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Lead red wire to alternator hot

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Old 11-15-2007, 05:07 PM   #1
platergd
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Default Lead red wire to alternator hot

I have been trying to trouble shoot why the lead red wire on my 91 corvette alternator has been getting hot enough to melt the plastic wire harness around it. I have had the alternator checked and it was ok. I unpluged just about all of the fuses leaving just enough to keep the car running and it still gets hot. Could it be the voltage regulator in the alternator? My voltage regulator needle runs close to 18 volts even with the AC and lights on but has never gone in the red. Has anybody else had this problem? I can't figure this one out. Where does that red wire lead to?
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Old 11-15-2007, 06:10 PM   #2
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May be a starter problem?
That wire should go to a relay behind the battery.
Someone may have tied something into the wire pulling it to ground.
If it went to ground that would make the voltage go up and get the wire hot.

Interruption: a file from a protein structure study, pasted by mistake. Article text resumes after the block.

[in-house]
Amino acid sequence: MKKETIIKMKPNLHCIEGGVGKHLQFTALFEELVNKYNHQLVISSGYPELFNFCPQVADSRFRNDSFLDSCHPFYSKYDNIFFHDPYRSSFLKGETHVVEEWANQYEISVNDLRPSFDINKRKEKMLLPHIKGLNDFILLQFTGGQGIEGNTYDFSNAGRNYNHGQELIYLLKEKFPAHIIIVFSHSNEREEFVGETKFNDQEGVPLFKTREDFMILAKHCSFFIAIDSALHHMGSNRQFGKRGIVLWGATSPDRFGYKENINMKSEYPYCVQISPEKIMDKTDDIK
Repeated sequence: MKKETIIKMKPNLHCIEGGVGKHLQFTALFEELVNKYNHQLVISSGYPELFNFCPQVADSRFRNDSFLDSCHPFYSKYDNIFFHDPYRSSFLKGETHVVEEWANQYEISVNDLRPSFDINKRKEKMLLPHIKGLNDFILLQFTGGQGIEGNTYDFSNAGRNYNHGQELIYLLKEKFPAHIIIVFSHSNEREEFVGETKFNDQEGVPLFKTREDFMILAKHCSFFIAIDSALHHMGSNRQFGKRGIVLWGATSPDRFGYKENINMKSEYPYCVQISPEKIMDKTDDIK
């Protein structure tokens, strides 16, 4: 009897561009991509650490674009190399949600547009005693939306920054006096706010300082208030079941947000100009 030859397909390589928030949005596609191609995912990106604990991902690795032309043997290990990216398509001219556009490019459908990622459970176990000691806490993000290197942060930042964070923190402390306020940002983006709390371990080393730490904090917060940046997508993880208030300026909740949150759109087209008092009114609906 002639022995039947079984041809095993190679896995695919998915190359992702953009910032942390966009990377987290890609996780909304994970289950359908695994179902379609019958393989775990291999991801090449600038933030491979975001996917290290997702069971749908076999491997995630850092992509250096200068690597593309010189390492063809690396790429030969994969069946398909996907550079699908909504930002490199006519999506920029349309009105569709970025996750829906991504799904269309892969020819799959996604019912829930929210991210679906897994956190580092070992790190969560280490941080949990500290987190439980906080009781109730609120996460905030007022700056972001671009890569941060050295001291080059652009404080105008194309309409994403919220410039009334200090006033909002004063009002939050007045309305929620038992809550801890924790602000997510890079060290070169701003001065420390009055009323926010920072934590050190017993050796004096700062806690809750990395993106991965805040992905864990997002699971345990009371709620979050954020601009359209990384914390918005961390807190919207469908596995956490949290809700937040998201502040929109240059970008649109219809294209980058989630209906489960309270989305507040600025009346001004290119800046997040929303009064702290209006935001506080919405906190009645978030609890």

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Old 11-15-2007, 06:52 PM   #3
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Quote:
Originally Posted by platergd
My voltage regulator needle runs close to 18 volts even with the AC and lights on but has never gone in the red.
If 18 volts isn't in the red, it ought to be. I consider 15 volts to be marginally too high. BOTH red wires to the alternator are direct battery feeds through fusible links. One is the output generated by the alternator, and the other feeds the regulator. It does sound like a regulator problem. Unless there is a short in it, it isn't likely to be anything to do with the starter. And if it were starter related, it would have drained the battery before you tried to start it.

RACE ON!!!
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Old 11-15-2007, 09:48 PM   #4
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The reason why your red alternator wire gets so hot is because at 18 volts, your alternator is charging the battery near its maximum rated current, or about 130 amps. The voltage regulator in your alternator is DEFECTIVE !!!!!!!!!!!!!!!!! Either replace the voltage regulator, or replace the entire alternator! GM says maximum alternator voltage must not exceed 16 volts. And if my alternator put out 16 volts, I would replace the voltage regulator. Normal alternator output is 14.7 volts cold and this drops to 13.7 volts hot.
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Old 11-15-2007, 11:47 PM   #5
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Holy schmidt......18 volts is EXCESSIVE for a 12 volt system car. with the above two posts. I would question the compentance of the person who tested the alternator.
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Old 11-16-2007, 02:18 AM   #6
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Default Lead red wire to alternator hot